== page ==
Christopher Nolan is a self-professed fan of IMAX, having shot certain scenes in The Dark Knight and Dark Knight Rises in the format; so, it comes as little surprise to learn that he’ll shoot certain sequences for his next directing project, the original sci-fi feature Interstellar, using the IMAX technology.
What’s more unexpected, though, is the announcement that director Michael Bay will film Transformers 4 in 3D and use cutting-edge IMAX 3D cameras during the blockbuster’s central set pieces. It’s part of a five-picture deal between the IMAX Corporation and Paramount, which is backing the fourth Transformers installment (as it did with the previous three) and co-producing Interstellar.
Interstellar is based on an original script written by Jonathan Nolan and revised by his brother, and has cast Matthew McConaughey (Magic Mike) and Dark Knight Rises leading lady Anne Hathaway, who will portray individuals that journey “to the farthest borders of our scientific understanding.” The sci-fi subject matter is said to include time travel, alternate dimensions and wormholes, so filming on a broader canvas to reflect those big ideas makes sense, from a creative perspective.
Nolan’s film will probably offer a more Kubrickian vision of the cosmos (a la 2001: A Space Odyssey), which means the IMAX format should enhance its visual design much like it did the grand crime saga feel of Dark Knight and war epic structure of Dark Knight Rises.
By comparison, the filmmaker decided against shooting any portions of Inception in IMAX, because he was “trying to portray the reality of dreams rather than their extraordinary nature”; expect the opposite to be true for Interstellar, based on the implicaton that the sheer incomprehensibility of time and space will be expressed cinematically.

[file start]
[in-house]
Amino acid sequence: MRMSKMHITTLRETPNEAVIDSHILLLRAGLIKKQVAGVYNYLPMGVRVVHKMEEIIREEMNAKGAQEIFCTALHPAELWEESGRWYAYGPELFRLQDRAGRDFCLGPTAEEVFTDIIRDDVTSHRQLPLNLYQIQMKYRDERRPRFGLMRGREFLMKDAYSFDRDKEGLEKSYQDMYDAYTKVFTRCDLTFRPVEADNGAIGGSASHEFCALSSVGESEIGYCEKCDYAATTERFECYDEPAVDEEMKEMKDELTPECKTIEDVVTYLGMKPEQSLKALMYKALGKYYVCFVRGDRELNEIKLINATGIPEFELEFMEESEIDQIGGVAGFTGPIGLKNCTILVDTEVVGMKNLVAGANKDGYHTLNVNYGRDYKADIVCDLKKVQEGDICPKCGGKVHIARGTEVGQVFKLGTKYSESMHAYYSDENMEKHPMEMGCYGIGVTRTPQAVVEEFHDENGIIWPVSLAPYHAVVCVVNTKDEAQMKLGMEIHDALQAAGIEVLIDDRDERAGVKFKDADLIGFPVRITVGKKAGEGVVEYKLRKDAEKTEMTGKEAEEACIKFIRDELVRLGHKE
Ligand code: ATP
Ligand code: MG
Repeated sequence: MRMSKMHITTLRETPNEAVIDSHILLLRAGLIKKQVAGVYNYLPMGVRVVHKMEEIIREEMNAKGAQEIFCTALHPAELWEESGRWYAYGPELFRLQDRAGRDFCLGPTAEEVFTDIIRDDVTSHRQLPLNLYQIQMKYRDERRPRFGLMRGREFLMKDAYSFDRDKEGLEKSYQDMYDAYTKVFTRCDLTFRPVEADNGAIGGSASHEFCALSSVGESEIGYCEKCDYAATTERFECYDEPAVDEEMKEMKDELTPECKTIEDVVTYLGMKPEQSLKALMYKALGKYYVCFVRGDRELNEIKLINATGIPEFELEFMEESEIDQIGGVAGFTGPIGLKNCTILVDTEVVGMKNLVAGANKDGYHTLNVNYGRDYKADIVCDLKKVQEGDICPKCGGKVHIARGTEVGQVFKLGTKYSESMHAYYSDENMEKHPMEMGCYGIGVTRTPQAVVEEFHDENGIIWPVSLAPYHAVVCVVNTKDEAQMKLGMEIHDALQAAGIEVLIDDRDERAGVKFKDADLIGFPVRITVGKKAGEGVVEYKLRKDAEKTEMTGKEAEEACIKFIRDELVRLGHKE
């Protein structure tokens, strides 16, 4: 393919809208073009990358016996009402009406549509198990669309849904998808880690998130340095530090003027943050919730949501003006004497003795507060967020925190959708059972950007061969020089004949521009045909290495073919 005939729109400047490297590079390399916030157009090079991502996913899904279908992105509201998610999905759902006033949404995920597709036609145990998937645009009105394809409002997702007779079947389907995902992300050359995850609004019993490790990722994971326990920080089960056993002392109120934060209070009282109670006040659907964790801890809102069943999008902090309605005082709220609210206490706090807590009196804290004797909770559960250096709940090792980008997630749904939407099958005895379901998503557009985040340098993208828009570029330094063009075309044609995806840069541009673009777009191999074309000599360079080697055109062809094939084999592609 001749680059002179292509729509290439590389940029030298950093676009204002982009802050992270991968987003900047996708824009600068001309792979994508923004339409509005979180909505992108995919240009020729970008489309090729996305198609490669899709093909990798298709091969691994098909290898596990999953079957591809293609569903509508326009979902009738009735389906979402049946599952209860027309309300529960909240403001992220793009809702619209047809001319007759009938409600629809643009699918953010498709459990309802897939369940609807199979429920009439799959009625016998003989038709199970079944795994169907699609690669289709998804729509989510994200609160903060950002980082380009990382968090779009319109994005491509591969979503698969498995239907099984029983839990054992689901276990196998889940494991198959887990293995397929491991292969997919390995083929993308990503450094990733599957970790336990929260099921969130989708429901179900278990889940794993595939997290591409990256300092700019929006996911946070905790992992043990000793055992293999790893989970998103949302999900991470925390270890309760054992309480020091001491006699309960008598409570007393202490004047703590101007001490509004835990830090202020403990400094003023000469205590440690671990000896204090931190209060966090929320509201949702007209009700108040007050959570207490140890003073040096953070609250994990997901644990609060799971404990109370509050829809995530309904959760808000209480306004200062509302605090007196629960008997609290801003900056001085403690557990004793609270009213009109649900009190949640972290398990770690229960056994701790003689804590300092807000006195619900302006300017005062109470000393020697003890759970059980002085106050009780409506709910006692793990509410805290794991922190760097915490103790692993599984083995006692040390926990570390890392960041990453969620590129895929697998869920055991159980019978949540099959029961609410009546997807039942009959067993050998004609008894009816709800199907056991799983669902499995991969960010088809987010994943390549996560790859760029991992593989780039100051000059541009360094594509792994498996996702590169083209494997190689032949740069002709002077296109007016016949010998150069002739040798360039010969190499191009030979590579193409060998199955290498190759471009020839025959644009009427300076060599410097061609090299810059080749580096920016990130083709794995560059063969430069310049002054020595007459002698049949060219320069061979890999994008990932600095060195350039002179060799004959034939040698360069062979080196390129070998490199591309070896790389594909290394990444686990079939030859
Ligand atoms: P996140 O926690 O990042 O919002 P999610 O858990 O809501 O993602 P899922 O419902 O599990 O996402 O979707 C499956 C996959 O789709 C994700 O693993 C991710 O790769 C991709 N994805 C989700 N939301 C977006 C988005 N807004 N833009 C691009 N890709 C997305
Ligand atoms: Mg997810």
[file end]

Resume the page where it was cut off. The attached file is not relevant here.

Needless to say, that proposal sounds more than a little enticing to me, even given the inherent awkwardness of transitions between scenes “stretched” to fit IMAX and those naturally designed for the format. It can be a problem for those who see Nolan’s movies in “true” IMAX theaters (re: 70 mm), but it probably won’t even be noticeable for the majority of people that see Interstellar in a digital IMAX theater (re: 65 mm).
The Transformers franchise, of course, is all about larger-than-life spectacle (in the shapes of giant CGI alien robots), and Collider has the exclusive on Bay using the newly-developed and agile digital IMAX 3D cameras for the fourth installment’s “big seminal scenes… the showcase scenes.”
Indeed, Bay informed the site’s Steve ‘Frosty’ Weintraub that his new toy might cost more than this month’s Bay-directed release, Pain & Gain, altogether. Moreover, he won’t shoot the entirety of TF4 in IMAX 3D because “we’re [already] screwed with the amount of computing power we’re going to need here.”
In addition, Bay informed Collider that:
- He won’t shoot in the 48 fps/high frame rate ( a la Peter Jackson’s The Hobbit trilogy)
- Most of Transformers 4 will be shot digitally, but there will be some film cameras used.
The Transformers 4 human cast includes Mark Wahlberg (2 Guns), Nicola Peltz (Bates Motel) and Irish actor Jack Reynor as its leads, with a newly-announced addition of Oscar-nominee Stanley Tucci (The Hunger Games: Catching Fire) in a supporting capacity.
During the Paramount Pictures presentation at the ongoing 2013 CinemaCon (via SHH), Bay also teased another young actor will be officially announced as being a TF4 cast member in the near future. Not that most fans care about those “puny” humans who show up alongside characters like Optimus Prime (as they’ll be more than glad to tell you), but they’re a necessary cost-cutting measure.
As for the use of IMAX 3D: the 3D action sequences in Transformers: Dark of the Moon proved worth the price of a ticket alone, so I would expect that much to stay true for Transformers 4. Take or leave that for what it’s worth.
Transformers 4 (not the official title) opens in theaters on June 27th, 2014.
Interstellar arrives in theaters on November 7th, 2014.